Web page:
40 days away
Last year during Lent, I committed to check facebook just once a day and chronicled that journey here. This year, I found out, from a facebook friend, that I could actually deactivate my facebook account and return at any time with all facebook info still intact. In the days leading up to Ash Wednesday, I conversed with myself over the possibility of unplugging from this daily distraction and then decided to follow through. There was a sinking feeling in my stomach and a bit of waffling on Fat Tuesday. But after announcing the decision in a status update and drinking a glass of wine, I pushed the deactivate button and jumped off for 40 days. Here is what I learned
- Very often, time on facebook is a distraction from thoughts and tasks that are important to me. It is sometimes like eating junk food when what my body needs is healthy nutrition. Too often it is a time filler when I feel restless or bored. Sitting for a time with boredom has value. Rather than doing the default of jumping onto an electronic device, I was reminded of healthier ways to cope. Prayer, meditation, mindful thoughts, picking up a book or shifting to a task that needs to be done are all more refreshing than social media.
- In the first few weeks, I often felt like there was a big party out there and I was missing out. I am guessing that when I get back on I will realize that the party wasn’t as exciting as imagined.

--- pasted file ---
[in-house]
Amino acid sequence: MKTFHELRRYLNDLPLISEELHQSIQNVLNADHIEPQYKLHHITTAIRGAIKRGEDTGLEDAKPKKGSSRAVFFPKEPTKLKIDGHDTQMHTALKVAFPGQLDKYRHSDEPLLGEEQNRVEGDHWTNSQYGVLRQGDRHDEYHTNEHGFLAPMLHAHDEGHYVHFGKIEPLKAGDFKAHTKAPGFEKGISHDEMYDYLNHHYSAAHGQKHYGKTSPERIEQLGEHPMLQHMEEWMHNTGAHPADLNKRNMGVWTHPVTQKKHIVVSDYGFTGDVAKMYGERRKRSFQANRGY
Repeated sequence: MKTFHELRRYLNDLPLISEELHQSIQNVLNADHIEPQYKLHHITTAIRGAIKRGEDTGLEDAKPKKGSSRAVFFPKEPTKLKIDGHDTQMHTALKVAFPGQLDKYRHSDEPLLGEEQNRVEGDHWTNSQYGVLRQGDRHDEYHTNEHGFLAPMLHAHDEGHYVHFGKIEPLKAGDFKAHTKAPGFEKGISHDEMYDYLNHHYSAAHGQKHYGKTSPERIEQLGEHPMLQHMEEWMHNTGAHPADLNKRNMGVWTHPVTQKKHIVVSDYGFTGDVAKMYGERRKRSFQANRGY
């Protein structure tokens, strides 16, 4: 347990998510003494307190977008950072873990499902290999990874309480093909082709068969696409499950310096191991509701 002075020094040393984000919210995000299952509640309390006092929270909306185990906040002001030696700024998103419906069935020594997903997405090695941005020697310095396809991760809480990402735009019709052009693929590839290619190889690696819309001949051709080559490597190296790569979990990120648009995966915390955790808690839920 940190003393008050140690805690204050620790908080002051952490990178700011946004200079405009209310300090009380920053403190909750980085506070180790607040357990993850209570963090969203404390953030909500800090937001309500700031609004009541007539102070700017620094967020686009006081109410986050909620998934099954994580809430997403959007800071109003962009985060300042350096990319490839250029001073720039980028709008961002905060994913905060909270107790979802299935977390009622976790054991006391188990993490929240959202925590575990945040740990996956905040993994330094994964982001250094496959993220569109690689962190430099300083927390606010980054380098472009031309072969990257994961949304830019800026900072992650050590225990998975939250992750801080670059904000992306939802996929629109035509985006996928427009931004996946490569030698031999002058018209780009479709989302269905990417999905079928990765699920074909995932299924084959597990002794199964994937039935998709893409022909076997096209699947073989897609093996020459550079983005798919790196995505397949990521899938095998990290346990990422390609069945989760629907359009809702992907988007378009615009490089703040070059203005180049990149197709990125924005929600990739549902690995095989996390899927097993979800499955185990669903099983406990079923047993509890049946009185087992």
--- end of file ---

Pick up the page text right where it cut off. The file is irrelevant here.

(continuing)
- It took me about two weeks to stop thinking in possible status updates as I walked through life. I want to ponder this more, but I have to say that approaching daily life this way seems odd and fairly narcissistic.
- I did miss keeping up with many of my friends. As they came to mind, I wondered how things were going for them and realized that there is a role for online sharing and relationship. But I also realized that deeper sharing and knowing of someone takes place away from facebook. Running into friends along the day and way and catching up face to face is more satisfying.
- It has been a particularly busy 40 days in our family and home. I could access more energy to complete tasks and remain present and available to those in our home.
- Blog writing suffered and did not flow during this time away. This is the one blog written in the last 40 days – actually, I squeaked out a second one the day before Easter. I remember when I first was deciding whether or not to blog, having a conversation with one of our sons. He had blogged a bit and then did not. I encouraged him to keep a journal. He said that he realized that he “needed an audience” when writing and I guess I feel the same way. I missed my facebook “audience” and the interchange of thoughts on my writing.
- I cheated one time – kind of. My husband is a very minimal facebook user, but his page was up one day. One of our sons had started dating someone. My “mom new girlfriend spy m.o.” is once a son drops the name, I try to locate her on facebook. I quickly jumped onto this son’s fb page, found the girl and checked her out. Well, at least I got to see how she presents herself on facebook.
- Anticipating a return to social media precipitated almost as much uncertainty and mixed emotions as fasting from it.
So I continue the quest of satisfying, healthy living. As the years move along, I desire to be connected to others in gratifying ways and continue to consider how social media fits into that desire. I would love to hear from you about the challenges and benefits you see in the world of social media.